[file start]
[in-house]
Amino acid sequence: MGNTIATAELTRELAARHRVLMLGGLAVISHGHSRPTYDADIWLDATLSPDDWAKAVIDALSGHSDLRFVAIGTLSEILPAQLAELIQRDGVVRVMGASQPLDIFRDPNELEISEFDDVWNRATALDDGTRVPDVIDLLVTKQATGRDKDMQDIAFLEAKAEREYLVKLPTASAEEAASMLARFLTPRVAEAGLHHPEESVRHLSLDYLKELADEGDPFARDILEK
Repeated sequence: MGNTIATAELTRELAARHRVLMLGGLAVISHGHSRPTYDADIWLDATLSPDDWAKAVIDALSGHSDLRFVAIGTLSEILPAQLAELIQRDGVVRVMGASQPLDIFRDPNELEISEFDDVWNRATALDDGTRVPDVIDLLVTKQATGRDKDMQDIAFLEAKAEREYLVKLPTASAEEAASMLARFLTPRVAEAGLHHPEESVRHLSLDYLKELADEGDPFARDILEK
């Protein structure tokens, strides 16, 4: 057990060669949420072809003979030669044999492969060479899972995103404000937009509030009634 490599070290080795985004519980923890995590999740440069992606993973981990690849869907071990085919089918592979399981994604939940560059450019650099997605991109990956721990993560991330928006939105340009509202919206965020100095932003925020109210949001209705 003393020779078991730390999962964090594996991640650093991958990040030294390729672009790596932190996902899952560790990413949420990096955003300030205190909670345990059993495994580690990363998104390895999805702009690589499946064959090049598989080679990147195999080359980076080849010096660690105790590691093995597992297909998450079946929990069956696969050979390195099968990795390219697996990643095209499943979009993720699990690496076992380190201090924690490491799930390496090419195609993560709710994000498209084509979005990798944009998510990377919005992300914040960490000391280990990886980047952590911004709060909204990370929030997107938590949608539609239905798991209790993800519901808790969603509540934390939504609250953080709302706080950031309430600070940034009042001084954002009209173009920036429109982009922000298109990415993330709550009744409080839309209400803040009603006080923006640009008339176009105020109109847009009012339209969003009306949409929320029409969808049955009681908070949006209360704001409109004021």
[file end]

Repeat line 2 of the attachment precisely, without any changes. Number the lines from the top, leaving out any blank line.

Amino acid sequence: MGNTIATAELTRELAARHRVLMLGGLAVISHGHSRPTYDADIWLDATLSPDDWAKAVIDALSGHSDLRFVAIGTLSEILPAQLAELIQRDGVVRVMGASQPLDIFRDPNELEISEFDDVWNRATALDDGTRVPDVIDLLVTKQATGRDKDMQDIAFLEAKAEREYLVKLPTASAEEAASMLARFLTPRVAEAGLHHPEESVRHLSLDYLKELADEGDPFARDILEK